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Building Healthy Communities

Jim Dunn, Chair of McMaster’s Department of Health, Aging & Society and Nick Kates, Chair and Professor in the Department of Psychiatry and Behavioural Neurosciences, co-led the Building Healthy Communities events which drew more than 800 faculty, staff, students and community members for a range of events. Building Healthy Communities was part of the Big Ideas, Better Cities, series of public events at McMaster.

Oct 31, 2016

How can McMaster researchers and students help address some of the most pressing issues facing cities today?

That was the focus of Big Ideas, Better Cities, a series of public events that took place between September 2015 and April 2016 aimed at connecting the University to the Hamilton community and showcasing how McMaster research is helping cities respond to 21st century challenges.

“We wanted to build better bridges between the McMaster and Hamilton communities and both listen to their concerns and shine a light on how research can positively impact cities here in Ontario and around the world,” says Susan Searls Giroux, Associate Vice-President, Faculty, who led the initiative. “Our goal was to deepen and expand dialogue within our community, to learn more about the challenges facing cities, and to share the ways in which McMaster’s cutting-edge, interdisciplinary research can help address these challenges.”

Funded through Forward with Integrity– an initiative intended to enhance the University’s programs and activities in core areas including research excellence and McMaster’s relationship with the community– Big Ideas, Better Cities featured themes that focused on four areas of research strength including healthy aging, big data, healthy communities, and research related to climate change and the environment.

Big Ideas, Better Cities events, which took place both on campus and at locations across Hamilton, drew nearly 3000 community members and involved about 200 McMaster researchers campus-wide. Each theme included a series of events that were organized by a team of interdisciplinary researchers and included consultation within the University community and with City of Hamilton officials.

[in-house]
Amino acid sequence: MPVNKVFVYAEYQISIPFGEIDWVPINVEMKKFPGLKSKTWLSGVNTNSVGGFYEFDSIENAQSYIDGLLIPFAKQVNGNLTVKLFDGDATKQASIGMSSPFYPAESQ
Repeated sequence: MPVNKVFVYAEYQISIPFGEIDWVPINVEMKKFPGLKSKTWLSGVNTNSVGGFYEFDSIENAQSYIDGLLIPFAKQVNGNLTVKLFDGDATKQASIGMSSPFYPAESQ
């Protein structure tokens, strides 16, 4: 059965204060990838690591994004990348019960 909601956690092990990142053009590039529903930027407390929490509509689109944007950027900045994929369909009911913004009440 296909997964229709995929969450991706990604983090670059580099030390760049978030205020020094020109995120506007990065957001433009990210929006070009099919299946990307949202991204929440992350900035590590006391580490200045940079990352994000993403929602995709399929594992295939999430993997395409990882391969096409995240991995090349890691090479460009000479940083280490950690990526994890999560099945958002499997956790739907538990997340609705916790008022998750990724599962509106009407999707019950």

Each set of events was distinct and featured a range of activities including high profile public talks, conferences and community workshops, as well as tours and demonstrations in 17 diverse labs and research spaces across campus.

Building Healthy Communities was made up of four days of events showcasing how McMaster researchers are helping to build healthy cities in Hamilton and around the world.

Jim Dunn, Chair of McMaster’s Department of Health, Aging & Society and Nick Kates, Chair and Professor in the Department of Psychiatry and Behavioural Neurosciences, co-led the Building Healthy Communities events which drew more than 800 faculty, staff, students and community members for a range of events including:

Talks included:

  • Partnering for Change: Improving the Lives of School-aged Children in Hamilton: Cheryl Missiuna, PhD, OTReg(Ont), Professor in the School of Rehabilitation Sciences at McMaster University
  • Healthy Child Development: Jean Clinton, BMus MD FRCP(C), Clinical Professor McMaster University, Dept of Psychiatry and Behavioural Neuroscience
  • Preventing Family Violence: Building Healthy Families: Harriet MacMillan, MD, MSc, FRCPC, Professor, Departments of Psychiatry and Behavioural Neurosciences, and of Pediatrics, Chedoke Health Chair in Child Psychiatry, Offord Centre for Child Studies, McMaster University and McMaster Children’s Hospital
  • Neighbourhood Influences on Parents’ Work-Family Conflict and the Implications for Child Health and Well-Being: Dr. Marisa Young, Assistant Professor, Department of Sociology, McMaster University
  • Mental Health and Academic Outcomes of Migrant Children in Hamilton: Kathy Georgiades, PhD, Associate Professor & David R. (Dan) Offord Chair in Child Studies, Department of Psychiatry and Behavioral Neurosciences & Offord Centre for Child Studies

 

The McMaster Health Crawl

 McMaster researchers also gave demonstrations and guided tours of six unique labs and research spaces on campus, inviting both the Hamilton and McMaster communities to learn more about the research currently underway.

The Biomechanics Lab, the LiveLab, the Centre for Simulation-based Learning, the CRUNCH Lab, the Student Wellness Centre (SWELL) and the PACE Lab were open to the public.

Watch video featuring these research spaces